October 10, 2012

Commonwealth v. Robinson, Laurel, 1921

Previously:


-----------

Commonwealth v. Robinson.

COURT OF APPEALS OF KENTUCKY

192 Ky. 374; 233 S.W. 791; 1921 Ky. LEXIS 71

September 27, 1921, Decided

PRIOR HISTORY:  [***1]  Appeal from Laurel Circuit Court. 

DISPOSITION: Reversed and remanded.

COUNSEL: CHAS. I. DAWSON, Attorney General, THOS. B. McGREGOR, Assistant Attorney General, and B. G. REAMS, County Attorney, for appellant.

FINLEY HAMILTON for appellee. 

JUDGES: CHIEF JUSTICE HURT. 

OPINION BY: HURT 

OPINION

 [*375]   [**791]  OPINION OF THE COURT BY CHIEF JUSTICE HURT--Reversing.

An indictment was returned against the appellee, Eller Robinson, accusing him of the offense of unlawfully being drunk and intoxicated upon the road. The indictment was based upon section 28 of chap. 81, of the Session Acts of 1920, which is commonly called the state prohibition enforcement law. A general demurrer was sustained to the indictment, and the attorney for the Commonwealth has appealed. The validity of the indictment is assailed upon the ground that the portion of section 28, chap. 81, which makes the act of being drunk upon a public road unlawful is void, because the enactment of the act with such provision in it was in contravention of the requirements of section 51 of the Constitution of Kentucky. The portion of section 51 of the Constitution which it is insisted was violated, is as follows:

"No law enacted by the General Assembly [***2]  shall relate to more than one subject, and that shall be expressed in the title." The title of the act embraced in chap. 81 of the Session Acts of 1920, is as follows:

"An act to prohibit and provide penalties for the manufacture, sale, transportation or other disposition of spirituous, vinous, malt or intoxicating liquors, except for sacramental, medicinal, scientific or mechanical purposes in the Commonwealth of Kentucky, and to regulate manufacture, sale and transportation of alcohol for non-beverage purposes thereunder."

In section 28 of the act, it is declared to be unlawful to drink intoxicating liquors in certain public places or to drink them in excess so as to be intoxicated or drunk. It is the contention of the appellee that the subject of drunkenness is not germane to the subject expressed in the title of the act. In other words it is a different subject matter from the subject expressed in the title of the act, and for that reason so much of section 28 as makes it unlawful to drink liquors to intoxication and being in a drunken condition is void. It is not necessary to say that the requirement of the Constitution, as expressed in section 51, is mandatory and any failure [***3]  on the part of the legislature to conform to that requirement is fatal to any legislation enacted.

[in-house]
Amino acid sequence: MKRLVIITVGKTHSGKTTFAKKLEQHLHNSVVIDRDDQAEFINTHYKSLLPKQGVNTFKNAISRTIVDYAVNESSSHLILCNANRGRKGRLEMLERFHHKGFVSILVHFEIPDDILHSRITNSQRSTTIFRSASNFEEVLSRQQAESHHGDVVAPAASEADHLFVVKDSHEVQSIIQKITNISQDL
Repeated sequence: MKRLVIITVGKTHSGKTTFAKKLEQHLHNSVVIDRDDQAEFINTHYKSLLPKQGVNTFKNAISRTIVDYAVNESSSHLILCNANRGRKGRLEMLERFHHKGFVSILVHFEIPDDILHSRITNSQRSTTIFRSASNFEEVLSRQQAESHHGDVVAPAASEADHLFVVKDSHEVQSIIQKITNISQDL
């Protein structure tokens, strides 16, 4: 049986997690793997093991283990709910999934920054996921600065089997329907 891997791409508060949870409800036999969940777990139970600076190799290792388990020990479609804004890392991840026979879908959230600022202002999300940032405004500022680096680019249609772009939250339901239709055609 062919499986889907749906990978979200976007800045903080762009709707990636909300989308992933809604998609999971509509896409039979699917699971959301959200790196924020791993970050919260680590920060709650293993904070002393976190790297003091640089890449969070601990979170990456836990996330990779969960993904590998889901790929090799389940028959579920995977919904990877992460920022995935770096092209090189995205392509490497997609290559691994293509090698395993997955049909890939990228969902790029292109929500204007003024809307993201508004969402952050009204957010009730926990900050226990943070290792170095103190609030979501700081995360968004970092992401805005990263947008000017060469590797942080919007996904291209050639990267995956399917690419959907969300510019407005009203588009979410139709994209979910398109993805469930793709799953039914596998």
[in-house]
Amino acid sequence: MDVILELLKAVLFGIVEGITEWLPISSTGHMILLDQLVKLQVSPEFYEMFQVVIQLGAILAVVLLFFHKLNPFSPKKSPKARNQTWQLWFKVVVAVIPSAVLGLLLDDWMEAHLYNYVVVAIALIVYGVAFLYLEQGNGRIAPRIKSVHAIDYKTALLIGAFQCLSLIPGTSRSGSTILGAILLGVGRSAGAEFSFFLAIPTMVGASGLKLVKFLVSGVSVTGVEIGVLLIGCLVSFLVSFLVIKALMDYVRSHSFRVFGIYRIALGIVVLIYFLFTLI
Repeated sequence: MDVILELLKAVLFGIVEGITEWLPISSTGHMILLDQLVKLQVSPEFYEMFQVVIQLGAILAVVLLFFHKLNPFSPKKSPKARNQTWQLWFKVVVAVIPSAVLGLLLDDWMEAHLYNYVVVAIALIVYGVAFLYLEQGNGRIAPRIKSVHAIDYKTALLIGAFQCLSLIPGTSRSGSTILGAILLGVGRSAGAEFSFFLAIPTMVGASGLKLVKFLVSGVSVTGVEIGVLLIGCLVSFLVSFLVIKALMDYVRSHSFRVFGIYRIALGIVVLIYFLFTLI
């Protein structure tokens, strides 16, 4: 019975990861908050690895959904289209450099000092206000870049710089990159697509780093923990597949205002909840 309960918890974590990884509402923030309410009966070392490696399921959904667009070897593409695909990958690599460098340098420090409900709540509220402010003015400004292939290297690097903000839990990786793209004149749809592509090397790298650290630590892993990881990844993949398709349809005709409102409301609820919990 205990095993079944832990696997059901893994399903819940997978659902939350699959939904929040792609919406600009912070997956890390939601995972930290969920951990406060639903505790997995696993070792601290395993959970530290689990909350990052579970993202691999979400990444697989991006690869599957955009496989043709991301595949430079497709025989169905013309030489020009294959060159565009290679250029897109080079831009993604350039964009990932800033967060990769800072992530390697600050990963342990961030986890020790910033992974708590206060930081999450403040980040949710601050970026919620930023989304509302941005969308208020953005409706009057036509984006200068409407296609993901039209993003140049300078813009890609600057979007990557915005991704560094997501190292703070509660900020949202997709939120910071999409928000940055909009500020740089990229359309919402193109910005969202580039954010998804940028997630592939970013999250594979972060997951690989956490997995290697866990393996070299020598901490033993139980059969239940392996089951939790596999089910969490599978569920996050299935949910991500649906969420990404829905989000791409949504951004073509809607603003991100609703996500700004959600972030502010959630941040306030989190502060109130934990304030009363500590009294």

It is, however, a well settled doctrine, that an enactment of the legislature is presumed to be and to have been done, in accordance with the requirements of the Constitution, and the validity of an act should be upheld  [*376] unless it is found to be clearly in contravention of a constitutional requirement, after the act and the constitutional provisions have both been given a liberal construction with the view of sustaining the legislative action. Collins v. Henderson, 11 Bush 74; C. S. Co. v. Moreland, 126 Ky. 656, 104 S.W. 762; Ragland v. Anderson, 125 Ky. 141, 100 S.W. 865; Aldridge v. Com. 192 Ky. 215, 232 S.W. 619.

It is clear that the general legislative subject of the act, and the purpose and object of the legislature in enacting it was the prohibition of the use of intoxicating liquors, for beverage purposes. The statute enacted following the title may include every matter germane to and in furtherance of the general subject expressed in the title. If the  [**792] provision of the act attempted to be impeached for [***4]  constitutional invalidity, relates to the general subject expressed in the title, is naturally connected with it and not foreign to it, it is not rendered invalid by section 51, of the Constitution. Williams v. Wedding, 165 Ky. 361, 176 S.W. 1176; Diamond v. Com., 214 Ky. 418; Burnside v. Lincoln Co. Ct., 86 Ky. 423, 6 S.W. 276; Barksdale v. Laurence, 58 S.C. 413; Crookston v. Board, etc., 79 Minn. 283, 82 N.W. 586, 79 Am. St. Rep. 453, 25 R.C.L. 846, and cases cited.

The question is now presented, as to whether the making unlawful of the act of being drunk upon a road, as declared in section 28, of the act, has a natural connection with the general subject of the act as expressed in the title, which is the prohibition of the use of intoxicating liquors as a beverage. Is it foreign to that general subject and not germane to it? Is not the prohibition of drunkenness and a punishment therefor naturally germane to and in furtherance of the general subject of prohibiting the use of intoxicating liquors as a beverage? Would not a legislator naturally expect to find a declaration that the excessive use of intoxicating liquors [***5]  was unlawful and a punishment fixed therefor under title of an act which expressed the general subject of the act to be the prohibition and therefore to restrain the use of such liquors as a beverage? Under the principles which determine the validity of statutes and parts of statutes, as affected by section 51, of the Constitution, we are constrained to hold that the court was in error in sustaining the demurrer.

The judgment is therefore reversed and the cause remanded for further proper proceedings not inconsistent with this opinion.

No comments:

Related Posts Plugin for WordPress, Blogger...